I work as a supervising teacher for an online middle school/high school. Last Friday was the end of the first term, this Monday the beginning of the second. In preparation for the new term, I wanted my students to spend some time reflecting on their performance.
I sent them a few open-ended questions and asked them to respond via email. The questions I asked elicited some interesting and heartfelt responses that got me to thinking about my own performance--as a writer.
Procrastination was seen as a "BIG-TIME" enemy of successful performance. Those students will stop procrastinating, they say. ("I am a pretty bad procrastinator when it comes to assignments I don't want to do or I find boring," one student said. Sound familiar? Cover letters, perhaps, or researching agents and editors? When will I stop procrastinating?)
Others whose performance was disappointing to themselves resolved to be more focused and do their work more carefully. (These kids are smart cookies! Good advice for me, too, maybe?)
Some students who were pleased with their performance said the most important thing they learned was to ask for help when they didn't understand something. I like that for me as well--there is SO much writing/promoting/marketing help available online, or from critique partners, or in writing workshops, classes and conferences. Do I ask for help when I need it?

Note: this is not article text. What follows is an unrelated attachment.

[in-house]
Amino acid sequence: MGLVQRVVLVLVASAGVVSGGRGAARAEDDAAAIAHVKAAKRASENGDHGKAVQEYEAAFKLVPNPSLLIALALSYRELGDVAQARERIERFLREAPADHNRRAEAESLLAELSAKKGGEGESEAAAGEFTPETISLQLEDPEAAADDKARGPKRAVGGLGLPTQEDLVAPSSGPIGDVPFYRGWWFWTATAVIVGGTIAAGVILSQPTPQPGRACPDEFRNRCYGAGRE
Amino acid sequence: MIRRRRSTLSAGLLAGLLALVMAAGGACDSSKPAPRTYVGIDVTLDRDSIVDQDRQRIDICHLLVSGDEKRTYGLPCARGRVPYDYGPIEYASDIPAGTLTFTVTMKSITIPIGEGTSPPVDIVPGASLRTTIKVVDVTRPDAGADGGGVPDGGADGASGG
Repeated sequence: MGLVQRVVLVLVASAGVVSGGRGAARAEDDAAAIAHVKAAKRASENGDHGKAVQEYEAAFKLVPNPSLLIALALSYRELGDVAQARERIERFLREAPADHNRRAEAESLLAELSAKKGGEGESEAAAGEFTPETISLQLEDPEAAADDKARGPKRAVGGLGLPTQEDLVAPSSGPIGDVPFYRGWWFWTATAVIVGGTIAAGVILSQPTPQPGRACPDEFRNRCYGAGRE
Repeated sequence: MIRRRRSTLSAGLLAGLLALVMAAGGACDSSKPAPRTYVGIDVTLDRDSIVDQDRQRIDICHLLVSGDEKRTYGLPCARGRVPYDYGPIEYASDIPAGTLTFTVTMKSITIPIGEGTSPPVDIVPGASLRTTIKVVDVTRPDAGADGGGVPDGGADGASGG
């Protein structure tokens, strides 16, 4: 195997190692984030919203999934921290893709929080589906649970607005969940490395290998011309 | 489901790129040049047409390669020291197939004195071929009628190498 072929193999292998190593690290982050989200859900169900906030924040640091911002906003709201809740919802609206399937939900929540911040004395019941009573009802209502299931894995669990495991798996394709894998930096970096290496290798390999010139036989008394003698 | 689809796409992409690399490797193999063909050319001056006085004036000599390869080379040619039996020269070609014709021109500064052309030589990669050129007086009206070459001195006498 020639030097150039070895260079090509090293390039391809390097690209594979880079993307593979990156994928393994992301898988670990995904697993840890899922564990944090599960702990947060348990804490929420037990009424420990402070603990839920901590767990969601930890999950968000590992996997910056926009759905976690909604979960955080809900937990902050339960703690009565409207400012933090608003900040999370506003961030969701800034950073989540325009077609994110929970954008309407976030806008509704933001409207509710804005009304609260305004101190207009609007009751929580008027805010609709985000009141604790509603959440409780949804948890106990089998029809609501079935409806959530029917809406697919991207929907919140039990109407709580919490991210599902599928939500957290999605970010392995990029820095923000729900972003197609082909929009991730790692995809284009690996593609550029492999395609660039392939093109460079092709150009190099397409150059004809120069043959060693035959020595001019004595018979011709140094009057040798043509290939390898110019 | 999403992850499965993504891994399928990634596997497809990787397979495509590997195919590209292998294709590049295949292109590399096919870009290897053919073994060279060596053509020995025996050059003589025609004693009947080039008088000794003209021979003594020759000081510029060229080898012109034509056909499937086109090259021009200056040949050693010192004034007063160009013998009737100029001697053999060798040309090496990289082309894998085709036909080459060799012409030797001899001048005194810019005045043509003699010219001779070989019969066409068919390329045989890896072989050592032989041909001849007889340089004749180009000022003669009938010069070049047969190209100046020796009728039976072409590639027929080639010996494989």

Exercise: Take a little time to reflect on your performance as a writer in the last six months. If it helps, ask yourself the questions I asked my students, tweaked a bit to make them relevant to writers:
1) Are you pleased with your performance in the last six months?
2) In regards to your writing career, what worked well for you? What will you continue doing the same as you move forward?
3) What, if anything, did NOT work well for you? Is there anything you think you need to change in your approach to your writing career to improve your performance in the next six months?
My goal when I reflect on these questions again six months down the road is to be able to say along with one of my very special students:
"I'm definitely pleased with my performance and look forward to working just as hard for as long as I can. Balancing my schedule properly really worked well for me. Putting in as much effort as I can helps me a lot and keeps me motivated. I only plan on doing the best I can; school [insert WRITING!] is very important. I'm really trying to improve and get a better understanding of things. Help from many different sources has aided me in this endeavor. This is an exciting time."
I've always said the best thing about being a teacher is what I learn from my students. May we all be able to reflect on our writing endeavors in as positive a light as this student did the next time we reflect.